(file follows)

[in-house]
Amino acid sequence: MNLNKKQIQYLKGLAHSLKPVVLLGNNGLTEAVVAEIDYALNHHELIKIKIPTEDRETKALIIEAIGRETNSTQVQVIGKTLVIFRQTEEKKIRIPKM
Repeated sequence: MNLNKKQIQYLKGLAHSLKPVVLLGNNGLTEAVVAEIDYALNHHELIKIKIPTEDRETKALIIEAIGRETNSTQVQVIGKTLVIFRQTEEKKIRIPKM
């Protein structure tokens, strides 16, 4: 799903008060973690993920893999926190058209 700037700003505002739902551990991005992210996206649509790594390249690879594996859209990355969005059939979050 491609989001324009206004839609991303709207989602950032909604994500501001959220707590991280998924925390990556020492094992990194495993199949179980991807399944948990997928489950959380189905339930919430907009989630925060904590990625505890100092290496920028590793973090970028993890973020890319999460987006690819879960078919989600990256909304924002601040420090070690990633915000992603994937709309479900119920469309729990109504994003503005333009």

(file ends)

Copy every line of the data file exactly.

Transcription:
[in-house]
Amino acid sequence: MNLNKKQIQYLKGLAHSLKPVVLLGNNGLTEAVVAEIDYALNHHELIKIKIPTEDRETKALIIEAIGRETNSTQVQVIGKTLVIFRQTEEKKIRIPKM
Repeated sequence: MNLNKKQIQYLKGLAHSLKPVVLLGNNGLTEAVVAEIDYALNHHELIKIKIPTEDRETKALIIEAIGRETNSTQVQVIGKTLVIFRQTEEKKIRIPKM
């Protein structure tokens, strides 16, 4: 799903008060973690993920893999926190058209 700037700003505002739902551990991005992210996206649509790594390249690879594996859209990355969005059939979050 491609989001324009206004839609991303709207989602950032909604994500501001959220707590991280998924925390990556020492094992990194495993199949179980991807399944948990997928489950959380189905339930919430907009989630925060904590990625505890100092290496920028590793973090970028993890973020890319999460987006690819879960078919989600990256909304924002601040420090070690990633915000992603994937709309479900119920469309729990109504994003503005333009």